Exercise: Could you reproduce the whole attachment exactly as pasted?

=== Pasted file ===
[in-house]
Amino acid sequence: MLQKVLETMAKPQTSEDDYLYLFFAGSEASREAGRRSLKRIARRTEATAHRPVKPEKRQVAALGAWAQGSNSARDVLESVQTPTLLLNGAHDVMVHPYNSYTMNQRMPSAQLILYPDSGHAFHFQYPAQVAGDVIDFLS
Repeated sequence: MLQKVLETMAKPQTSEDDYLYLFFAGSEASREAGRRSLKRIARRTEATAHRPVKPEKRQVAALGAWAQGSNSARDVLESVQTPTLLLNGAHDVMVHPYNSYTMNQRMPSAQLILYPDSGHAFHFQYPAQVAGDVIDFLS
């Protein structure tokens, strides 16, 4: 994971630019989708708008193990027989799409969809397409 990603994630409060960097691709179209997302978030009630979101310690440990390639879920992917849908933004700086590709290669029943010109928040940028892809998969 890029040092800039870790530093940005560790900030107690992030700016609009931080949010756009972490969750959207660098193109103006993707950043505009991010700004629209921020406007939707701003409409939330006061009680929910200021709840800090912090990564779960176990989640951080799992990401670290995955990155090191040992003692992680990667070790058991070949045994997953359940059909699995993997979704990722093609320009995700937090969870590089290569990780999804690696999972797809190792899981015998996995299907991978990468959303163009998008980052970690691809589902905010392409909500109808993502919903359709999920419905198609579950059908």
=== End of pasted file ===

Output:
[in-house]
Amino acid sequence: MLQKVLETMAKPQTSEDDYLYLFFAGSEASREAGRRSLKRIARRTEATAHRPVKPEKRQVAALGAWAQGSNSARDVLESVQTPTLLLNGAHDVMVHPYNSYTMNQRMPSAQLILYPDSGHAFHFQYPAQVAGDVIDFLS
Repeated sequence: MLQKVLETMAKPQTSEDDYLYLFFAGSEASREAGRRSLKRIARRTEATAHRPVKPEKRQVAALGAWAQGSNSARDVLESVQTPTLLLNGAHDVMVHPYNSYTMNQRMPSAQLILYPDSGHAFHFQYPAQVAGDVIDFLS
């Protein structure tokens, strides 16, 4: 994971630019989708708008193990027989799409969809397409 990603994630409060960097691709179209997302978030009630979101310690440990390639879920992917849908933004700086590709290669029943010109928040940028892809998969 890029040092800039870790530093940005560790900030107690992030700016609009931080949010756009972490969750959207660098193109103006993707950043505009991010700004629209921020406007939707701003409409939330006061009680929910200021709840800090912090990564779960176990989640951080799992990401670290995955990155090191040992003692992680990667070790058991070949045994997953359940059909699995993997979704990722093609320009995700937090969870590089290569990780999804690696999972797809190792899981015998996995299907991978990468959303163009998008980052970690691809589902905010392409909500109808993502919903359709999920419905198609579950059908």